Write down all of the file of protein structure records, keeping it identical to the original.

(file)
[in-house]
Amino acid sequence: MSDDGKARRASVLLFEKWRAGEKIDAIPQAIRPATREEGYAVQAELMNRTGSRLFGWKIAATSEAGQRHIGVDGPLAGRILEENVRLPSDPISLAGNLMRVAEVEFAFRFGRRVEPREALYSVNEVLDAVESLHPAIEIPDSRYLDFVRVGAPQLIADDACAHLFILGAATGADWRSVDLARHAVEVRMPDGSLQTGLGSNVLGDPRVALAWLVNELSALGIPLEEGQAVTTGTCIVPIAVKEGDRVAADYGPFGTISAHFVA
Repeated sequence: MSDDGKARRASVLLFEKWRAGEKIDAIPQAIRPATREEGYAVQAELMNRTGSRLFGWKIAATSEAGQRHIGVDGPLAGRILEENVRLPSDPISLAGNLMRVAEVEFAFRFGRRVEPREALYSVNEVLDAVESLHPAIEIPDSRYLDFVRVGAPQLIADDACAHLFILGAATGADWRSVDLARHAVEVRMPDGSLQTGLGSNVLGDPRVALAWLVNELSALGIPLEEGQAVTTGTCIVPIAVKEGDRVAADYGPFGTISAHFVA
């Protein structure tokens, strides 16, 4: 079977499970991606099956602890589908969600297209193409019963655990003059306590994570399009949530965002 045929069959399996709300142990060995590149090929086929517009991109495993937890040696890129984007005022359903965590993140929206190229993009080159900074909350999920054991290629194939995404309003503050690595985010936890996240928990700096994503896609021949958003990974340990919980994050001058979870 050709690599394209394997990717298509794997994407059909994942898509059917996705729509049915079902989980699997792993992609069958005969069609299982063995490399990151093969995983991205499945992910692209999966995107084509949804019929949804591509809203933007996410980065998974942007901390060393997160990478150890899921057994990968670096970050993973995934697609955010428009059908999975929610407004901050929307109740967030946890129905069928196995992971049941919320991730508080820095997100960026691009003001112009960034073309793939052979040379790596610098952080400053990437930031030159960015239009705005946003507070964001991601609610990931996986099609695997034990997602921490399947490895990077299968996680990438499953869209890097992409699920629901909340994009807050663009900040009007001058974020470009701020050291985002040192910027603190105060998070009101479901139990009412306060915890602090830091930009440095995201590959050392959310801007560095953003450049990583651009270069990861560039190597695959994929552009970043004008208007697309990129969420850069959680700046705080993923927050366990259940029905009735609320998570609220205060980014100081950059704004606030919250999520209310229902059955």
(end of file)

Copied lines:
[in-house]
Amino acid sequence: MSDDGKARRASVLLFEKWRAGEKIDAIPQAIRPATREEGYAVQAELMNRTGSRLFGWKIAATSEAGQRHIGVDGPLAGRILEENVRLPSDPISLAGNLMRVAEVEFAFRFGRRVEPREALYSVNEVLDAVESLHPAIEIPDSRYLDFVRVGAPQLIADDACAHLFILGAATGADWRSVDLARHAVEVRMPDGSLQTGLGSNVLGDPRVALAWLVNELSALGIPLEEGQAVTTGTCIVPIAVKEGDRVAADYGPFGTISAHFVA
Repeated sequence: MSDDGKARRASVLLFEKWRAGEKIDAIPQAIRPATREEGYAVQAELMNRTGSRLFGWKIAATSEAGQRHIGVDGPLAGRILEENVRLPSDPISLAGNLMRVAEVEFAFRFGRRVEPREALYSVNEVLDAVESLHPAIEIPDSRYLDFVRVGAPQLIADDACAHLFILGAATGADWRSVDLARHAVEVRMPDGSLQTGLGSNVLGDPRVALAWLVNELSALGIPLEEGQAVTTGTCIVPIAVKEGDRVAADYGPFGTISAHFVA
């Protein structure tokens, strides 16, 4: 079977499970991606099956602890589908969600297209193409019963655990003059306590994570399009949530965002 045929069959399996709300142990060995590149090929086929517009991109495993937890040696890129984007005022359903965590993140929206190229993009080159900074909350999920054991290629194939995404309003503050690595985010936890996240928990700096994503896609021949958003990974340990919980994050001058979870 050709690599394209394997990717298509794997994407059909994942898509059917996705729509049915079902989980699997792993992609069958005969069609299982063995490399990151093969995983991205499945992910692209999966995107084509949804019929949804591509809203933007996410980065998974942007901390060393997160990478150890899921057994990968670096970050993973995934697609955010428009059908999975929610407004901050929307109740967030946890129905069928196995992971049941919320991730508080820095997100960026691009003001112009960034073309793939052979040379790596610098952080400053990437930031030159960015239009705005946003507070964001991601609610990931996986099609695997034990997602921490399947490895990077299968996680990438499953869209890097992409699920629901909340994009807050663009900040009007001058974020470009701020050291985002040192910027603190105060998070009101479901139990009412306060915890602090830091930009440095995201590959050392959310801007560095953003450049990583651009270069990861560039190597695959994929552009970043004008208007697309990129969420850069959680700046705080993923927050366990259940029905009735609320998570609220205060980014100081950059704004606030919250999520209310229902059955």